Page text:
These carved stone images date back thousands of years and attest to the creative genius of people living throughout Hawaii who used primitive carving tools to etch symbols into rock. Hawaii has two major petroglyph fields west of Waimea: Waikoloa and Puako. Bring a camera, a sketchbook and your curiosity.
Q is for Queen (https://www.britannica.com/biography/Liliuokalani).
Americans suffering from royal family envy because they follow the House of Windsor are welcome to adopt Queen Liliuokalani, Hawaii’s most revered queen, while vacationing in Waimea. She won’t mind if you continue to claim her after you get home either!
R is for ranches and riding (https://waipioonhorseback.com/).
Given this region’s history of ranching, cowboys and all things western, even if you don’t make a pilgrimage to the Anna Ranch, you owe it to yourself to explore other ranches and pastures that dot peaks and coastlines around Waimea. Guided tours by horseback are popular recreational activities for myriad reasons, so saddle up and see this paradise from the top of a sturdy mount.
S is for Stargazing (http://www.keckobservatory.org/visit)
Since Waimea is located at an elevation of nearly 3000-feet, stargazing can’t be surpassed. To make this activity an unforgettable experience, visit the W. M. Keck Observatory where the study of astronomy is both fascinating and entertaining. You’ll have to book in advance to be included on the observatory guest list, but it costs nothing to see stars in ways you’ve only dreamed about from the window of your long-term lodging.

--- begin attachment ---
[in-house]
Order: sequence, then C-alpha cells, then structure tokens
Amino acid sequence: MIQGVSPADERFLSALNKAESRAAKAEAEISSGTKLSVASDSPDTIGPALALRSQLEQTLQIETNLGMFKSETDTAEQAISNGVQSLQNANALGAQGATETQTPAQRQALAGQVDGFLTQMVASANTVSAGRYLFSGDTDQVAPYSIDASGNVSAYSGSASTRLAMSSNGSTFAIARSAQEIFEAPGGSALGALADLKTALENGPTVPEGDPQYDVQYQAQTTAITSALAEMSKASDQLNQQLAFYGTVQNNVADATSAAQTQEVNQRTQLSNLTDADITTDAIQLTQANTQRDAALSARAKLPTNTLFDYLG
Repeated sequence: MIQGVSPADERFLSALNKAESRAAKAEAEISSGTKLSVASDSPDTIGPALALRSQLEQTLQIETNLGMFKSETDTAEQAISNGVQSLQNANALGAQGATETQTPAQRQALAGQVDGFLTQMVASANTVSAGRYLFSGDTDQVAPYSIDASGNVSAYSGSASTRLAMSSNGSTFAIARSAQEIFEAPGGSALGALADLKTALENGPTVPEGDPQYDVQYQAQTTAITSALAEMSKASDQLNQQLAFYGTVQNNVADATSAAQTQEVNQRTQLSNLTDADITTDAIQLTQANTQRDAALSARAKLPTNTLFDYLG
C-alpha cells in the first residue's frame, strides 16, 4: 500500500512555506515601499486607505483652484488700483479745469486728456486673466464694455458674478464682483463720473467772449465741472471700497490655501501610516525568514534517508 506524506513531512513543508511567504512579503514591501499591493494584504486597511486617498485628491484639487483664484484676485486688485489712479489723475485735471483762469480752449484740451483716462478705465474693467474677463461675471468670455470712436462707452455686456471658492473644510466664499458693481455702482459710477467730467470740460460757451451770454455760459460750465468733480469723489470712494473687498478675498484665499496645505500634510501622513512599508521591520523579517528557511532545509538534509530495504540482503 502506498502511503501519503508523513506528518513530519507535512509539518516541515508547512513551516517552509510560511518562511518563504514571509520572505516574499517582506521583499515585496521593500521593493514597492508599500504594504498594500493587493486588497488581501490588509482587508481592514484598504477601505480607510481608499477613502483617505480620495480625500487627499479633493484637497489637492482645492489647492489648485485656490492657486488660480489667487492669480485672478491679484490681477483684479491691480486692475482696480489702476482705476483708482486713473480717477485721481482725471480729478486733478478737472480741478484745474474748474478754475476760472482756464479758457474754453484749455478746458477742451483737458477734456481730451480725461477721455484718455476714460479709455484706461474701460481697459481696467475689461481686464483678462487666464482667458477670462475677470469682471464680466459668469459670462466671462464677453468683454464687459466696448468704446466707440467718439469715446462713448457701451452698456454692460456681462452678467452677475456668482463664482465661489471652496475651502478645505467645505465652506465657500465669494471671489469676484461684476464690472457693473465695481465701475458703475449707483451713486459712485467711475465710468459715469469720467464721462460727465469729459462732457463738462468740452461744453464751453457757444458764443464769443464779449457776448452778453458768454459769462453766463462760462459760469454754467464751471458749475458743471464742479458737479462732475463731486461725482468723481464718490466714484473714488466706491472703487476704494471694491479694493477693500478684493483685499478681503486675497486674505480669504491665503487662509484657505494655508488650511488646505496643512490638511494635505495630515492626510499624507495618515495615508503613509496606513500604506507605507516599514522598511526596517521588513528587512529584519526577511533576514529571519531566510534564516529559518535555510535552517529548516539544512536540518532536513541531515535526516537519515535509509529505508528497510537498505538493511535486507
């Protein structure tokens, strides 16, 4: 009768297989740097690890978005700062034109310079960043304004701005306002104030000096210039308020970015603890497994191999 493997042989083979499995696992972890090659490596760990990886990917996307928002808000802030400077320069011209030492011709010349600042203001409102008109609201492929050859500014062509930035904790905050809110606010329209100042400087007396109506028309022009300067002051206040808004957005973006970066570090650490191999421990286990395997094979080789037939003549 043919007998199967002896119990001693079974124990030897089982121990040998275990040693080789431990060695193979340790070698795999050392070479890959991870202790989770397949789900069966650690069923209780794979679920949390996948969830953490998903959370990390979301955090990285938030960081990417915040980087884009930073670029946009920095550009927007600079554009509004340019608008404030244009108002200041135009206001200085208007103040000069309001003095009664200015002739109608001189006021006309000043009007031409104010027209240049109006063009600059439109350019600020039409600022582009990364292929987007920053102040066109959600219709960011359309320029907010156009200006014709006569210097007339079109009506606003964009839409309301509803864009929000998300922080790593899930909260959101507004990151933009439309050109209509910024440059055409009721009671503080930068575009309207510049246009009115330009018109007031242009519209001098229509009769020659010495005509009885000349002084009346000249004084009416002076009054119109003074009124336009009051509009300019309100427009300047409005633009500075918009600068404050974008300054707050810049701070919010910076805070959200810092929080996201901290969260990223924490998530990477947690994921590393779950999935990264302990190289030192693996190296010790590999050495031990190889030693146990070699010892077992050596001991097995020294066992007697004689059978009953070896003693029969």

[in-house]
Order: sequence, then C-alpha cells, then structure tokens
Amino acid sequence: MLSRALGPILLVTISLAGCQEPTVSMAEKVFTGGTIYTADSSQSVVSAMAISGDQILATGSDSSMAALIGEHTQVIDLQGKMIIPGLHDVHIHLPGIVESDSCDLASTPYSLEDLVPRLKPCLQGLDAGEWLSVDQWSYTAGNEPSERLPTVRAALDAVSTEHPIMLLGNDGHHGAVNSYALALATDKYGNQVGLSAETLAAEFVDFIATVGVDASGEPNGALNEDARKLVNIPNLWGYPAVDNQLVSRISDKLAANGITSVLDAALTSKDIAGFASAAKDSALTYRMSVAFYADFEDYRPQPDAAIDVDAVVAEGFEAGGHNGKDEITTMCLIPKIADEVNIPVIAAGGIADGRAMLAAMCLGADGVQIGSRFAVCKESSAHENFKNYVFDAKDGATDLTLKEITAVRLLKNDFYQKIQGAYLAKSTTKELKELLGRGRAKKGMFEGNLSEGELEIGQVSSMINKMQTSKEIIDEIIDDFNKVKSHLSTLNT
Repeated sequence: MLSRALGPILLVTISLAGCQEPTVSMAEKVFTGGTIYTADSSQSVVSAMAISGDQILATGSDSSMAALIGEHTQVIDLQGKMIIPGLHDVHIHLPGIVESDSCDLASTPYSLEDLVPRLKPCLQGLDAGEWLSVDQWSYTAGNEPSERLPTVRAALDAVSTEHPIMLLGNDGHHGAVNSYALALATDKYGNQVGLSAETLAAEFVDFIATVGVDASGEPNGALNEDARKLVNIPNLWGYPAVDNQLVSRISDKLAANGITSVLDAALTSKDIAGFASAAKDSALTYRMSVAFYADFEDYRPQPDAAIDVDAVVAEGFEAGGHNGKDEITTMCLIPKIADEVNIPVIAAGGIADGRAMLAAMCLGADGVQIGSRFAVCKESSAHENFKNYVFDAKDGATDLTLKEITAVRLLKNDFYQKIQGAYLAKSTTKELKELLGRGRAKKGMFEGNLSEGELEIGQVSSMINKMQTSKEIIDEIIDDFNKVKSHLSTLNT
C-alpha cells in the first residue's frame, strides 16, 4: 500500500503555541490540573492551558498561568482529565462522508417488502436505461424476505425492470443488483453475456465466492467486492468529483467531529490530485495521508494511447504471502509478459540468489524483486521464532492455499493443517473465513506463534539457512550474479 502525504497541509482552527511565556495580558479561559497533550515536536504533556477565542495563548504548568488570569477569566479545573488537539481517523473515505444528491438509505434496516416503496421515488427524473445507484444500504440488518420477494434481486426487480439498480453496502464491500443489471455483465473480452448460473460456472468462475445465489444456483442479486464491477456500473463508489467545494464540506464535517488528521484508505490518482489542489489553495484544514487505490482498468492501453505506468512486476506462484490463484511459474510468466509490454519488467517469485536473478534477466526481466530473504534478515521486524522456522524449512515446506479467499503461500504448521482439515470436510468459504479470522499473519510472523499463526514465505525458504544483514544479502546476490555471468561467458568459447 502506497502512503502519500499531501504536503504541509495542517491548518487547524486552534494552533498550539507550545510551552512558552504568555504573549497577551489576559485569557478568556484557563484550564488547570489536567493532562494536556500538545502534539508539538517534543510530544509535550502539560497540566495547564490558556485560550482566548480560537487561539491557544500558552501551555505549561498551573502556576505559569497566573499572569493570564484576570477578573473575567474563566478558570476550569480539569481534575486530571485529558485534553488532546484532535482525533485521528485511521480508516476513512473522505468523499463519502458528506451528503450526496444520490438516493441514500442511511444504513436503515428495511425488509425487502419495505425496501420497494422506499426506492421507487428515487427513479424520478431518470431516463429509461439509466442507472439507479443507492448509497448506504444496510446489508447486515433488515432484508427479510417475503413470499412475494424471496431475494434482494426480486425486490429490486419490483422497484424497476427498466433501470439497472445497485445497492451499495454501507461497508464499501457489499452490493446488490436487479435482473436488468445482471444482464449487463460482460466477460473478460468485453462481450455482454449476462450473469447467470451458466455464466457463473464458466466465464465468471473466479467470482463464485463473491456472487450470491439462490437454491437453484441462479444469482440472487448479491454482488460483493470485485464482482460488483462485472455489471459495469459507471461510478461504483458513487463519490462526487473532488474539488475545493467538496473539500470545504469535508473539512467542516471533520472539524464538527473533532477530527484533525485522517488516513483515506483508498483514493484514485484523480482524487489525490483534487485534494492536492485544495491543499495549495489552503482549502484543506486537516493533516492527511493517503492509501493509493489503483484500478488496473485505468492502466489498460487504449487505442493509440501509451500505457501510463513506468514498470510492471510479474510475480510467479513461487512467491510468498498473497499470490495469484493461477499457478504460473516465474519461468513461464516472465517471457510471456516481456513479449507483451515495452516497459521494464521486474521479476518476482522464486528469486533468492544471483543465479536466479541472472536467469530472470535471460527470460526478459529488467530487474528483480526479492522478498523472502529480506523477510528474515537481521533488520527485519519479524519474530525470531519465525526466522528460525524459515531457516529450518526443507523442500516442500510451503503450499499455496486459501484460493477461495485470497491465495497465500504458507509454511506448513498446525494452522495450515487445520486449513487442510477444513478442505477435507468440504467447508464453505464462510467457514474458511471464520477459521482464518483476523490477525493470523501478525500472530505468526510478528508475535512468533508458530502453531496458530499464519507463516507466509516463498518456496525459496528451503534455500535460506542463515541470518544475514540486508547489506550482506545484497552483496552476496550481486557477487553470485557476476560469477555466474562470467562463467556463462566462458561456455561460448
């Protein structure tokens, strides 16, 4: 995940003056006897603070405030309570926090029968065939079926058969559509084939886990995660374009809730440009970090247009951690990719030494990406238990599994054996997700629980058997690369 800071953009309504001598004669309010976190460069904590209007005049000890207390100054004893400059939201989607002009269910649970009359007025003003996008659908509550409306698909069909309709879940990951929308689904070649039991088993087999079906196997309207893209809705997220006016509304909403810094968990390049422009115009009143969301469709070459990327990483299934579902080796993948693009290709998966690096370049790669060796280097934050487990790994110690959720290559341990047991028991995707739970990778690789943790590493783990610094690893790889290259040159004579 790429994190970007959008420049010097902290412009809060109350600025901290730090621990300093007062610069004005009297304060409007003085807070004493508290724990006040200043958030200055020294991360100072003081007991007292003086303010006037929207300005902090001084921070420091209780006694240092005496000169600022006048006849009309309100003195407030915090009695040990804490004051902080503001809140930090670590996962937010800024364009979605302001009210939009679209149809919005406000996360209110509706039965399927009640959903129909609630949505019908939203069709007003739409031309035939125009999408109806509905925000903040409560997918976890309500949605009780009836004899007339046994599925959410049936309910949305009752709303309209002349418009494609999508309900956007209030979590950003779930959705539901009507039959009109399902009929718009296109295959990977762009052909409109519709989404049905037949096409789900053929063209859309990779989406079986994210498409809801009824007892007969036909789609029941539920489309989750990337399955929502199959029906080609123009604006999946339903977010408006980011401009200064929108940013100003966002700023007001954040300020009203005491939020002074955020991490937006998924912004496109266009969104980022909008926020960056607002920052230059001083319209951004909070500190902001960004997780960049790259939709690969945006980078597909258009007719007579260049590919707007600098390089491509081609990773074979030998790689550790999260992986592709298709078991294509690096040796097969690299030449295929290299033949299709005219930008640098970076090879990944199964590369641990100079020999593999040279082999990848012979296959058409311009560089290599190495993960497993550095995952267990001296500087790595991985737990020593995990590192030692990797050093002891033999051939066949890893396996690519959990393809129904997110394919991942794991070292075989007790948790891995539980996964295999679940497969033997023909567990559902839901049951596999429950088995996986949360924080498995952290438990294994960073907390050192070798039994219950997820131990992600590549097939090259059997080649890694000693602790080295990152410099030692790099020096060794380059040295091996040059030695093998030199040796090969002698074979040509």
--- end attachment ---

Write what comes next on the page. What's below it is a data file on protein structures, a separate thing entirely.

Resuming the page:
T is for tallest mountain (http://www.ifa.hawaii.edu/info/vis/visiting-mauna-kea/visiting-the-summit.html)
Kill two birds with one stone by pairing a visit to the Observatory with time spent on Mauna Kea, the dormant volcano that last erupted about 4000 years ago. With its base located on the ocean floor and peak jutting 13,796 feet above sea level, the tallest mountain in the world will capture imagination and you could run into scientists from 11 different countries who conduct research there.
U is for Ulu Laau (http://www.waimeaoutdoorcircle.org/who-we-are/)
Known as Waimea Nature Park to residents, this 10-acre, state-maintained land project is also known as Ulu Laau, Hawaiian for “garden of trees.” Since 2000, this lush acreage has been planted with 36 types of indigenous shrubs, trees and ground cover. A favorite spot for Waimeans, you’ll find picnic tables, a water fountain and a Wi-Fi signal for the device you were supposed to leave home!